Murray, S., Riggs, A., and Montgomery, D. (2020). Women’s perceptions of food production labeling: A Q methodology study. Journal of Agricultural Education, 61(1), 13-31. doi: 10.5032/jae.2020.01013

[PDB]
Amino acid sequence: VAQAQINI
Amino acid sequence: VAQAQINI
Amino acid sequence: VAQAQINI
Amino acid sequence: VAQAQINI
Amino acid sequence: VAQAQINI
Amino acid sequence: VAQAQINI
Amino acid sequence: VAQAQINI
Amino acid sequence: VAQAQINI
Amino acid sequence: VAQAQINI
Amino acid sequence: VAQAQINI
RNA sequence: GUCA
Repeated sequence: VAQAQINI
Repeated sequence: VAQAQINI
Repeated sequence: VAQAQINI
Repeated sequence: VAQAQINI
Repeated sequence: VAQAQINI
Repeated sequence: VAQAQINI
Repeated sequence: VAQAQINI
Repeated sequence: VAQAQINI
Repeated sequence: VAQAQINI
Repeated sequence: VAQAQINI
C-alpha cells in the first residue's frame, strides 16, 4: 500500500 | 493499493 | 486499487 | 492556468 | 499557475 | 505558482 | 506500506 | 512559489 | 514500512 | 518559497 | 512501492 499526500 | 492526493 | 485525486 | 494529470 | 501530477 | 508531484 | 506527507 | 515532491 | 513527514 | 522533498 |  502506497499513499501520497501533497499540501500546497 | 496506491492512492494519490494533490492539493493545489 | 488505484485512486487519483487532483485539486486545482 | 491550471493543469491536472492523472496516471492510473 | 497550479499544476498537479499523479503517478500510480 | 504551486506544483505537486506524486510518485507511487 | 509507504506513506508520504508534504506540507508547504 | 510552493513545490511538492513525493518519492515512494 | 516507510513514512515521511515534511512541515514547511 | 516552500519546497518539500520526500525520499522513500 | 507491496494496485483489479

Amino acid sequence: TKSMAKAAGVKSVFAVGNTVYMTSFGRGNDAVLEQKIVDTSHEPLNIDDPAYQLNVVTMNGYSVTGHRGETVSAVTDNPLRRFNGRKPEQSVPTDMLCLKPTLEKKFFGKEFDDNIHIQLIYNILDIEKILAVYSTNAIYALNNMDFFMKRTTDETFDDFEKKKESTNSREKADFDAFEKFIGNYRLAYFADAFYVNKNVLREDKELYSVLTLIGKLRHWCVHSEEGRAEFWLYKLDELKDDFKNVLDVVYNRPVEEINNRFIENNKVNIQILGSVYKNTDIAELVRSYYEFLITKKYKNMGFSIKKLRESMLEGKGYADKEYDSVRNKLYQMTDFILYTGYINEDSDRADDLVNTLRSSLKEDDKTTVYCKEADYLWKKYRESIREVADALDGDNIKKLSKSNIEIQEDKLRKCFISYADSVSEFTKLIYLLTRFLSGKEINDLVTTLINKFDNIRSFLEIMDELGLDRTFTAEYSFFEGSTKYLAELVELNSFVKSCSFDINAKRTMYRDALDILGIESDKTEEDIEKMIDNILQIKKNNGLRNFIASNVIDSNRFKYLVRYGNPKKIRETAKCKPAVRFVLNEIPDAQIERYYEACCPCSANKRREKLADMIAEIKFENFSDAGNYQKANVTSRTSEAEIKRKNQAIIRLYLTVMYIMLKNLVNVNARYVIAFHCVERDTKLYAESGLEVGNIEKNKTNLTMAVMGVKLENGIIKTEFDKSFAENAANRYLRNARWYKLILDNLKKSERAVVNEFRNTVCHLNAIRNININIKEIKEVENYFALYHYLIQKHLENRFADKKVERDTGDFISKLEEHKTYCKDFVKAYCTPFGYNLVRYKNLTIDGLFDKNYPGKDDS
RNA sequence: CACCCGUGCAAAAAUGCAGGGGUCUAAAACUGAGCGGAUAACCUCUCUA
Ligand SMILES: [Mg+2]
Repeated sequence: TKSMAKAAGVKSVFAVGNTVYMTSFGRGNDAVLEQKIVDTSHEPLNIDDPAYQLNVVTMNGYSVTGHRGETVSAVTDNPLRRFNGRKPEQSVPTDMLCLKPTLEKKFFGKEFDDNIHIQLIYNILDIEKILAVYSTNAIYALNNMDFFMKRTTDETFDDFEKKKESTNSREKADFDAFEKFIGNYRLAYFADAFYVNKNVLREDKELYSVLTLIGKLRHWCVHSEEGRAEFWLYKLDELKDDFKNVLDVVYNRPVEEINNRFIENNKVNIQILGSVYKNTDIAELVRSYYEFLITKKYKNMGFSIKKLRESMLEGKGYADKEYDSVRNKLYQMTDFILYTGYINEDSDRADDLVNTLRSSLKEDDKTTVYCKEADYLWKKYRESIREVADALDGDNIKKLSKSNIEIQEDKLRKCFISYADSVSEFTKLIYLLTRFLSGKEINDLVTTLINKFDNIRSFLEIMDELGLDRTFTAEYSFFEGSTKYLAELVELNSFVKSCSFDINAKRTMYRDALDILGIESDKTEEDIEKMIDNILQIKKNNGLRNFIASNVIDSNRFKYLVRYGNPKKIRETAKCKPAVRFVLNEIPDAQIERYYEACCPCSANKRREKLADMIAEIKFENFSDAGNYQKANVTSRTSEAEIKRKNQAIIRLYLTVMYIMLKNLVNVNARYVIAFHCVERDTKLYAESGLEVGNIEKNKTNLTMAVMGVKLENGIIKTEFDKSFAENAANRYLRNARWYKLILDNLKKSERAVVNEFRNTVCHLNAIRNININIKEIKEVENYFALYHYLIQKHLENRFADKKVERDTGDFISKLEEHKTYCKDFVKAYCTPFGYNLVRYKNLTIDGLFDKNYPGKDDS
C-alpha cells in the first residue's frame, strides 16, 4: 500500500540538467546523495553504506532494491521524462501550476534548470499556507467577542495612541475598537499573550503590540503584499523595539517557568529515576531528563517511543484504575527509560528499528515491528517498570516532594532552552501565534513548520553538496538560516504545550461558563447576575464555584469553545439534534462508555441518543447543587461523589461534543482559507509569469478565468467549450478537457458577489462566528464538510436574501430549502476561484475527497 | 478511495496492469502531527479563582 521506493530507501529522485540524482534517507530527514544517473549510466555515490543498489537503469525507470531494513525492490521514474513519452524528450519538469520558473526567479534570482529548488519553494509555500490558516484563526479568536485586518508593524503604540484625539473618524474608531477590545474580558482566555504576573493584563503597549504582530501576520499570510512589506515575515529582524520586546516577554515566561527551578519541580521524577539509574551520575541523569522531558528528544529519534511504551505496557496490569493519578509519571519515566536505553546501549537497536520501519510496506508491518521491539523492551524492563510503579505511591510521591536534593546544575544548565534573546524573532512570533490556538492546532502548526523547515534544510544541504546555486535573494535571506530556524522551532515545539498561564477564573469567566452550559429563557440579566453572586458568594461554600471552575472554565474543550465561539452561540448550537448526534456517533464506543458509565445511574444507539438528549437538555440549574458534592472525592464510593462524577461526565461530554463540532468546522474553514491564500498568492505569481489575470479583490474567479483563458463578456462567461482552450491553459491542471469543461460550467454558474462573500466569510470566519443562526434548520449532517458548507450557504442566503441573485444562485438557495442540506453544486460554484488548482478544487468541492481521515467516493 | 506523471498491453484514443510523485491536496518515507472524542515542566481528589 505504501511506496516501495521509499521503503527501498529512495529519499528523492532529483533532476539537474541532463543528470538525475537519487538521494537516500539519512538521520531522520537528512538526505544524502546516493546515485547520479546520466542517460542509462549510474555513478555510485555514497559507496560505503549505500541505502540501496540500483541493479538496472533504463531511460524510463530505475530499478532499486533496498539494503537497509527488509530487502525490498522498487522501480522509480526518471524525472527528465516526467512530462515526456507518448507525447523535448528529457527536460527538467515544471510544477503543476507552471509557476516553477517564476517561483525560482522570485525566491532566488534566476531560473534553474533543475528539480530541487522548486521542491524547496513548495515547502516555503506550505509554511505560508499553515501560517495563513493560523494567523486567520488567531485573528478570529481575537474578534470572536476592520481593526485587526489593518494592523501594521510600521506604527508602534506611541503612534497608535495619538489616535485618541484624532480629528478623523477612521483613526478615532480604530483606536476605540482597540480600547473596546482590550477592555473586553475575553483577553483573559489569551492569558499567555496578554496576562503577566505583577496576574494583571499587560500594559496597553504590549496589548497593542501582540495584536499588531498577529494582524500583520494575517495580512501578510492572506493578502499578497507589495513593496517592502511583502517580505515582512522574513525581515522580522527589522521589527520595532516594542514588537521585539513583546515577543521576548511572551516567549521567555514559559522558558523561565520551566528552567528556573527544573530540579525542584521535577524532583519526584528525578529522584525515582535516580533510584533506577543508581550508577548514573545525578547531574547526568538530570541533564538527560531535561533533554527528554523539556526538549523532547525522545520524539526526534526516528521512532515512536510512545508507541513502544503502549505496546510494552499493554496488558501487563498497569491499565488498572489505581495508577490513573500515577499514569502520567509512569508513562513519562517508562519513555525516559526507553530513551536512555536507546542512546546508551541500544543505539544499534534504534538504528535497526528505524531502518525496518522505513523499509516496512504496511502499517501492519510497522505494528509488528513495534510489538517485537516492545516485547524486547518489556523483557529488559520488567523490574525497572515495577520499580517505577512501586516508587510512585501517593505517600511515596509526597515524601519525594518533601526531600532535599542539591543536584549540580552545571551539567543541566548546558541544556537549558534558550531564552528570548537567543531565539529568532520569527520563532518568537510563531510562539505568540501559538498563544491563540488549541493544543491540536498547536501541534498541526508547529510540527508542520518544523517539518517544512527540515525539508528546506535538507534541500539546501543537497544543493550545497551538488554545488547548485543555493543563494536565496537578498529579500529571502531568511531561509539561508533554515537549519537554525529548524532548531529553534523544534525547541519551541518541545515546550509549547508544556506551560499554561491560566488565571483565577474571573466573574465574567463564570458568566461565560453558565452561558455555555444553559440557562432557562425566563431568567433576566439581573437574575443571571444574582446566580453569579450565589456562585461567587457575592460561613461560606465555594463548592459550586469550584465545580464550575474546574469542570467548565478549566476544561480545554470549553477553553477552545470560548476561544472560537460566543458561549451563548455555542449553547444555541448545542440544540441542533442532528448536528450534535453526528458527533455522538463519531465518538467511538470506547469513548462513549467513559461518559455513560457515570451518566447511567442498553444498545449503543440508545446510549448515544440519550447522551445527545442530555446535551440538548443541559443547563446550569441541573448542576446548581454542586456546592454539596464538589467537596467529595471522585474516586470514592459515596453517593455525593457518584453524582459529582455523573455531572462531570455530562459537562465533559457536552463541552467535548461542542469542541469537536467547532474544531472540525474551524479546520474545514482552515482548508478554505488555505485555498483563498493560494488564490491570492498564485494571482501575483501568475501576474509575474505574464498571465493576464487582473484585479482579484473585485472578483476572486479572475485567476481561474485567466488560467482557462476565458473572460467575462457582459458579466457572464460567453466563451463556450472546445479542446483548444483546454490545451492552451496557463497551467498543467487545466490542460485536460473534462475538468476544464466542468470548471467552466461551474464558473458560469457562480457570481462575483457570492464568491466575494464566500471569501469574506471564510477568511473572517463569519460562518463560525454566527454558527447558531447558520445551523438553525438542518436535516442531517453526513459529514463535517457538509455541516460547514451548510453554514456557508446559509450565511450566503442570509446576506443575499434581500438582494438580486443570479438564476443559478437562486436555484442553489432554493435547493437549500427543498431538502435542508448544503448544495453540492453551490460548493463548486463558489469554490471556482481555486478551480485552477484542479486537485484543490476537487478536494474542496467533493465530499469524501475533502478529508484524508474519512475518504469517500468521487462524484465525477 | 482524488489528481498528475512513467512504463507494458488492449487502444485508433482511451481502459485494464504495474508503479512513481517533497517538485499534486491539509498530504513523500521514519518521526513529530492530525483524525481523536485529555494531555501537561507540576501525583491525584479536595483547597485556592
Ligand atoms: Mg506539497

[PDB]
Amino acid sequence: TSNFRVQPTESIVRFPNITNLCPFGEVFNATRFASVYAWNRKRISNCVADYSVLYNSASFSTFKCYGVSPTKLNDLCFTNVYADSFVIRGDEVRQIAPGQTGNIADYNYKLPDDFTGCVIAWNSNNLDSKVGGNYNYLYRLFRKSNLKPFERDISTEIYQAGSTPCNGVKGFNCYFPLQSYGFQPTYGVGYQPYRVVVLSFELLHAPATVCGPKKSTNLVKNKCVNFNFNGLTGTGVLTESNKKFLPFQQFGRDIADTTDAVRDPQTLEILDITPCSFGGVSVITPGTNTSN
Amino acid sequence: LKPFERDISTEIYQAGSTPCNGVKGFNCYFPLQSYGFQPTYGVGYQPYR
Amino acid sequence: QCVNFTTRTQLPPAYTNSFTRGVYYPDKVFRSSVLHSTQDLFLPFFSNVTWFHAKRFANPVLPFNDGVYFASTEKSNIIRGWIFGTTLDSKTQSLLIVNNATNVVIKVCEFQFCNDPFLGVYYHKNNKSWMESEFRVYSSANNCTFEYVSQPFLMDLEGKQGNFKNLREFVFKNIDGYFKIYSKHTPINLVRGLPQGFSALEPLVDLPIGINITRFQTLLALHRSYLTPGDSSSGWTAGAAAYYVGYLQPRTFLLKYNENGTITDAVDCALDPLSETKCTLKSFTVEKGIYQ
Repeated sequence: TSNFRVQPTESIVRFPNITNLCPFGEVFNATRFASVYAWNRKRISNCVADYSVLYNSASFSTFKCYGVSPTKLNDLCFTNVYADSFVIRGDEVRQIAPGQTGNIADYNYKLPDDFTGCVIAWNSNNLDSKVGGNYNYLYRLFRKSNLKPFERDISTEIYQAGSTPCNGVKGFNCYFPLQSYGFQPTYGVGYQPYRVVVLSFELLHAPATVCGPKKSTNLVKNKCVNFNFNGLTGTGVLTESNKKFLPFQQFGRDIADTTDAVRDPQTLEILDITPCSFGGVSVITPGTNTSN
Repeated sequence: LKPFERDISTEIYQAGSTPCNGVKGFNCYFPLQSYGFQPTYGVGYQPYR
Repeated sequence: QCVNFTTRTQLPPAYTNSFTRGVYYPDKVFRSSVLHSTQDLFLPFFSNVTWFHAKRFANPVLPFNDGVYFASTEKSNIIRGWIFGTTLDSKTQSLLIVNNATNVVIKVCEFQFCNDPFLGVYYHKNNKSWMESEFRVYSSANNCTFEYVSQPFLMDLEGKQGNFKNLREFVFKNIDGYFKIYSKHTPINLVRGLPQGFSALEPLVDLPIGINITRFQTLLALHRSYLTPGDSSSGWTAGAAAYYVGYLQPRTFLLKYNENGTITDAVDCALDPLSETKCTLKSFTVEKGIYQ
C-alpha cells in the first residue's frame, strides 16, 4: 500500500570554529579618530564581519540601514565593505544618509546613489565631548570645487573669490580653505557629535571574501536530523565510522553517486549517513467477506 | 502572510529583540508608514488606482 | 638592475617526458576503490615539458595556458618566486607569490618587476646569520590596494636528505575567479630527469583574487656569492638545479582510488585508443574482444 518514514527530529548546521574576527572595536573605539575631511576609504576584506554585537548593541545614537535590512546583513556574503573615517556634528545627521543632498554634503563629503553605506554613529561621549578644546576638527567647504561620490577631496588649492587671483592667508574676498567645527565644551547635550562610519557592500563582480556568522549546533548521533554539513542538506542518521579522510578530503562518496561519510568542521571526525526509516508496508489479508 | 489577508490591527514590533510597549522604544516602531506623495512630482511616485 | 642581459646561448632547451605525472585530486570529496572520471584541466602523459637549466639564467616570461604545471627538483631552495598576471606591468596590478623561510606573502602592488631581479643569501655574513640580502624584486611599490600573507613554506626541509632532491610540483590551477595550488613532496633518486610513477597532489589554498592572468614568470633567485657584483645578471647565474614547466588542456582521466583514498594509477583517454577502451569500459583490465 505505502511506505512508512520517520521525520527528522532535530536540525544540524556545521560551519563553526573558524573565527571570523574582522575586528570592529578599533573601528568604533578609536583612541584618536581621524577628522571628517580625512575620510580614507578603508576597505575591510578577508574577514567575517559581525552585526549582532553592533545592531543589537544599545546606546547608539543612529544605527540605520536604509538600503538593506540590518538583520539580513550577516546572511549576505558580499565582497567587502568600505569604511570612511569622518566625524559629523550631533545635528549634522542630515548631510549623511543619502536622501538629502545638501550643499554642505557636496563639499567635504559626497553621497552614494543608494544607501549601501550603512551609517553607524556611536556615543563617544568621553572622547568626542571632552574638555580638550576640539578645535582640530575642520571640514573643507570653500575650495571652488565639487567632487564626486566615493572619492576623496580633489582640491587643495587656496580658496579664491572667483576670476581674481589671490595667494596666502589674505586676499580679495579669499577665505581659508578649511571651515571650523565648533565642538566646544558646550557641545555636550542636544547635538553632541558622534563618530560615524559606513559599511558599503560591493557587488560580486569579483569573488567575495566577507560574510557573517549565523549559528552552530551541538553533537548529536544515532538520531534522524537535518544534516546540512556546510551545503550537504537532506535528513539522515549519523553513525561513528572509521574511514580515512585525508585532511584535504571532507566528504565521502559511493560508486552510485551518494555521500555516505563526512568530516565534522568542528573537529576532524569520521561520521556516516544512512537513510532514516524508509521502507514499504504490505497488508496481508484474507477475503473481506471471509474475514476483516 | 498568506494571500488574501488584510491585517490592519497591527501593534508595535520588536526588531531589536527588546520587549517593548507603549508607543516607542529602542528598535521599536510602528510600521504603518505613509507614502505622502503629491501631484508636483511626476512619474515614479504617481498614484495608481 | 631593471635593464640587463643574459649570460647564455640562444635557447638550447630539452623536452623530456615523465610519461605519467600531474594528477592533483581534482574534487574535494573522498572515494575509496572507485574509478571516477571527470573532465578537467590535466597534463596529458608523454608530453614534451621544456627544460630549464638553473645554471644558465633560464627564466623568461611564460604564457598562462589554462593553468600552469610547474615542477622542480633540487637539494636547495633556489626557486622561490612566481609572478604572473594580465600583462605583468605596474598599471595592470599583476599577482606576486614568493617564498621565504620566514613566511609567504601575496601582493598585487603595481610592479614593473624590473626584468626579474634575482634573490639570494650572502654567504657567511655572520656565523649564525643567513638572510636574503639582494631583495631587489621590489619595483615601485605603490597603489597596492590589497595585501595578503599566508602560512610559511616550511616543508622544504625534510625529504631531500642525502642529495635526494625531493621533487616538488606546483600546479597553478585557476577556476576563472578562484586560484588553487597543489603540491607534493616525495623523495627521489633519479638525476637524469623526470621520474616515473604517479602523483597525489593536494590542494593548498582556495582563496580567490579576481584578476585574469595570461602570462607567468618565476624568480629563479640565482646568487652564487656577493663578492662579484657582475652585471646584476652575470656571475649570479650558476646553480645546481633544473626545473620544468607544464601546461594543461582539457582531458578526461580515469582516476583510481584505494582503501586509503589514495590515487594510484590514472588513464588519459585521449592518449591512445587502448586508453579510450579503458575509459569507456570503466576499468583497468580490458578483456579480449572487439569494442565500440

Consumers’ perceptions of the terminology used on food production labels may lead to a perceived risk, which influences their grocery shopping decisions. Risk perception is the consumers’ belief that he or she may be exposed to something that is harmful or uncertain. Women are more aware of food labels due to their perceived risk associated with health and the environment. This study used Q methodology to describe a variety of viewpoints related to women’s grocery shopping decisions. Using a Q set of 36 statements, 18 women sorted based on the condition of instruction, “How do you make food decisions?” Factor scores, field notes, and post-sort interviews were used to interpret the arrays as the Frugal Shopper, the Price Conscious Shopper, and the Engaged Shopper. The Frugal Shopper was interpreted to be an economical shopper with little concern for food production methods. The Price Conscious Shopper is concerned for the effect on various production methods, but price is the main priority. The Engaged Shopper is willing to pay higher prices to have more choices when grocery shopping. Improved communication and a deeper understanding of consumers’ perceptions of food labels may help decrease the perceived risk associated with various food production methods.